Title:
Multiple Spring Subsurface Safety Valve
Kind Code:
A1


Abstract:
A subsurface safety valve features vertically stacked springs that are each independently supported in the valve housing and each having an opposite end that bears on a shoulder connected to the flow tube. When mounted this way their applied force is additive as they are in effect mounted in parallel between the housing and the flow tube for overcoming hydrostatic pressure in deep set applications that can exceed 20,000 feet. The stacking also allows the cross-sectional area of the flow tube to be maximized for a given housing outside diameter dictated by well conditions.



Inventors:
Burris, John E. (Tulsa, OK, US)
Carney, Allen P. (Tulsa, OK, US)
Smith II, Troy L. (Tulsa, OK, US)
Application Number:
12/054127
Publication Date:
09/24/2009
Filing Date:
03/24/2008
Primary Class:
International Classes:
E21B34/00
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Primary Examiner:
ANDREWS, DAVID L
Attorney, Agent or Firm:
Mossman, Kumar and Tyler, PC (P.O. Box 421239, Houston, TX, 77242, US)
Claims:
We claim:

1. A valve for downhole use, comprising: at least one housing having a flow path therethrough; a valve member mounted and subject to a biasing assembly for selectively opening and closing said flow path; said biasing assembly comprising a plurality of biasing members arranged in a generally axial orientation in said housing and each supported proximate to one end by said housing and operatively coupled to said valve member proximate to an opposite end.

2. The valve of claim 1, wherein: said biasing members comprise springs; said springs are disposed outside said flow path.

3. The valve of claim 1, wherein: said biasing members comprise springs; said springs are coiled springs.

4. The valve of claim 1, wherein: said biasing members comprise discrete springs in axial alignment one above another; said valve member is defined by a flow tube with said springs bearing directly or indirectly on said flow tube.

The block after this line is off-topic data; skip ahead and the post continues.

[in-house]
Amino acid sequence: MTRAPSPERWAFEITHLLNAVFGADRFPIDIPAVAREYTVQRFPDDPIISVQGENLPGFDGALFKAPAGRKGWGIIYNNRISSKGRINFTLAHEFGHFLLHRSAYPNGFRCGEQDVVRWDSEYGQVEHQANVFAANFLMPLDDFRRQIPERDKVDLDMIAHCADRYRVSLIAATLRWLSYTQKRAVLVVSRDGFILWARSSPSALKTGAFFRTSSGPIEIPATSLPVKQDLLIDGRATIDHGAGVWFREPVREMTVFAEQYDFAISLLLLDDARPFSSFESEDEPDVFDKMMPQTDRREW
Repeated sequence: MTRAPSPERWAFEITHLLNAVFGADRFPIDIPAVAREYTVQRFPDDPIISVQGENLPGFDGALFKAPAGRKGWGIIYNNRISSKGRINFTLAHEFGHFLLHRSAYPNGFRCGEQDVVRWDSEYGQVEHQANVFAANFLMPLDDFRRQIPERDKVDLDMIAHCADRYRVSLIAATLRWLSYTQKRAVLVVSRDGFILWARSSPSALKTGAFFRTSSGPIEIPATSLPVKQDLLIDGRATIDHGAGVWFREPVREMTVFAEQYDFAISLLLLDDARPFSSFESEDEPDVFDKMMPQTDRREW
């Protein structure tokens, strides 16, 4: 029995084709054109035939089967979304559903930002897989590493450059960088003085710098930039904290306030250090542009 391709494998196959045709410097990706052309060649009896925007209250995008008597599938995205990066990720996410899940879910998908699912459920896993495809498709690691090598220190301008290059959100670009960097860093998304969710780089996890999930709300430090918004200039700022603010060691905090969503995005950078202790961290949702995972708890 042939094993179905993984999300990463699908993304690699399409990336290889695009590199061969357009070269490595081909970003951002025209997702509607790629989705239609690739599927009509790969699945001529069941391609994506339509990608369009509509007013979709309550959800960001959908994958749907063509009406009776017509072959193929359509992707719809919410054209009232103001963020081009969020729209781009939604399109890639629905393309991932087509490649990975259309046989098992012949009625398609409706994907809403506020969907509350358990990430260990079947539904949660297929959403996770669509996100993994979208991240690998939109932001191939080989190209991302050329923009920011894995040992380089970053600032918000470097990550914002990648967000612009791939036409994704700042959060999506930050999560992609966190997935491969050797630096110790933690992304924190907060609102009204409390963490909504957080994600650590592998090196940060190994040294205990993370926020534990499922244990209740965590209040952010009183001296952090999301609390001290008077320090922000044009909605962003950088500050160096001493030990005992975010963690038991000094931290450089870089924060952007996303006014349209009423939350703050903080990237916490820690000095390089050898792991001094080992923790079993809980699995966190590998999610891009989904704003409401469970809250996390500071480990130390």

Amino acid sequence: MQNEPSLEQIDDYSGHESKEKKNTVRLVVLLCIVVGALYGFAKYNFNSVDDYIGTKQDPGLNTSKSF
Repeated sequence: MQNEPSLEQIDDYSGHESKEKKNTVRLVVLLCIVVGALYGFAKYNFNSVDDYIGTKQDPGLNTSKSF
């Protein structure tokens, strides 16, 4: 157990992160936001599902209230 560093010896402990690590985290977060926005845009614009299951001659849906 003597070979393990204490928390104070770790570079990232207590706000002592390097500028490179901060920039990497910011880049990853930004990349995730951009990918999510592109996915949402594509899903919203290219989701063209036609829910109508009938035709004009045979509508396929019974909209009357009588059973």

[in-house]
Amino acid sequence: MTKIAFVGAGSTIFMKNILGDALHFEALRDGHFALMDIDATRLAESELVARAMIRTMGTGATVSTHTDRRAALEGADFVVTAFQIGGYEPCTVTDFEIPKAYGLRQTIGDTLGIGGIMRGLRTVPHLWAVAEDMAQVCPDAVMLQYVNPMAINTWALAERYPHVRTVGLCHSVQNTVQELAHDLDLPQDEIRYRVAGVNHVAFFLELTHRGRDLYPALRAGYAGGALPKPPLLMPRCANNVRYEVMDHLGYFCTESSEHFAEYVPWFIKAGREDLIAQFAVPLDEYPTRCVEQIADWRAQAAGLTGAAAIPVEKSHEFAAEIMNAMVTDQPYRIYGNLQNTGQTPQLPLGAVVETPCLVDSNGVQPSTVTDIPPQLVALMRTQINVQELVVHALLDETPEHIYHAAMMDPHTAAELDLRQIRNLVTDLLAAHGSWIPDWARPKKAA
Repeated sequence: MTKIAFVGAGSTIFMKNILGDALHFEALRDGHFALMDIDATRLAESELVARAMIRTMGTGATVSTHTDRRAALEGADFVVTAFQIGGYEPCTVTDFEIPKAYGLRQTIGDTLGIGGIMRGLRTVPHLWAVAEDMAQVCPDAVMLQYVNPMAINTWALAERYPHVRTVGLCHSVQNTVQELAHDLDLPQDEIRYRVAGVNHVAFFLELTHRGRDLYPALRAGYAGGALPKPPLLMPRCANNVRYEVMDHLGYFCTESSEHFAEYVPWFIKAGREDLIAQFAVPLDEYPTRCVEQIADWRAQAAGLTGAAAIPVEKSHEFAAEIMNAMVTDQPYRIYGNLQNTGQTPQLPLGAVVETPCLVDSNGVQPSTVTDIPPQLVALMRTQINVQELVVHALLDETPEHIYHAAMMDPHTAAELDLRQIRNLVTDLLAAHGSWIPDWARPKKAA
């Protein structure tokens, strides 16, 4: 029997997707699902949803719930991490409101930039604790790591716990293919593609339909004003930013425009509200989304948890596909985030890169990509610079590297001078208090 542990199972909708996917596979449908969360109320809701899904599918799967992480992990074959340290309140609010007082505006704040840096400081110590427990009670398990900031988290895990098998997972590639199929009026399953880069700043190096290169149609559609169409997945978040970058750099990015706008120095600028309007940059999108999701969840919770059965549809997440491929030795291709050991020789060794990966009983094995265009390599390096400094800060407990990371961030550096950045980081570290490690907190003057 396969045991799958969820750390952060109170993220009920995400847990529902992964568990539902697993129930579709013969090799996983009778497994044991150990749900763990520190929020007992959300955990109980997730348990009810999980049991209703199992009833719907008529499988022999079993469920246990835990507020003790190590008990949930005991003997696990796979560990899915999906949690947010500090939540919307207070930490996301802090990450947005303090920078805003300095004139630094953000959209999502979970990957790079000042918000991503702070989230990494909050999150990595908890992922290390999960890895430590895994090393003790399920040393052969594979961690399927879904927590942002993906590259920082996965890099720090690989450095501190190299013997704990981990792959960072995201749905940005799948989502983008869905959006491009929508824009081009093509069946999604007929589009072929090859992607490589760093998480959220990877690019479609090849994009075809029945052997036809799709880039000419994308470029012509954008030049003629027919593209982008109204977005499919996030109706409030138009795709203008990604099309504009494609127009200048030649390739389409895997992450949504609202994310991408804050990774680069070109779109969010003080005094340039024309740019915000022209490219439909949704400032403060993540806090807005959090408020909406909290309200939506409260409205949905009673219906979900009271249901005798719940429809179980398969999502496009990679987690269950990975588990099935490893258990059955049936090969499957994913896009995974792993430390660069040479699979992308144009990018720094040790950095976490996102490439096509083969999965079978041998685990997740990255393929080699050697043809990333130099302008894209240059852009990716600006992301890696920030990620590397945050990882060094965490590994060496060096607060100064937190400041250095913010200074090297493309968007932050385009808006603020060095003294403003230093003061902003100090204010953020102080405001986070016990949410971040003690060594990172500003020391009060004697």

5. The valve of claim 4, wherein: said flow tube operates a flapper that rotates a quarter turn.

6. The valve of claim 4, wherein: said flow path extends through said flow tube and said springs are mounted outside said flow tube.

7. The valve of claim 4, wherein: said springs overcome a hydrostatic force acting on said flow tube at mounting depths of said housing of more than 20,000 feet.

8. The valve of claim 4, wherein: said housing and said flow tube are modular.

9. The valve of claim 4, wherein: said housing and said flow tube are each made of one piece.

10. The valve of claim 1, wherein: said biasing members comprise springs; said plurality of springs comprises two springs.

11. The valve of claim 2, wherein: said springs are coiled springs.

12. The valve of claim 11, wherein: said valve member is defined by a flow tube with said springs bearing directly or indirectly on said flow tube.

13. The valve of claim 12, wherein: said flow tube operates a flapper that rotates a quarter turn.

14. The valve of claim 13, wherein: said flow path extends through said flow tube and said springs are mounted outside said flow tube.

15. The valve of claim 14, wherein: said springs overcome a hydrostatic force acting on said flow tube at mounting depths of said housing of more than 20,000 feet.

16. The valve of claim 15, wherein: said housing and said flow tube are modular.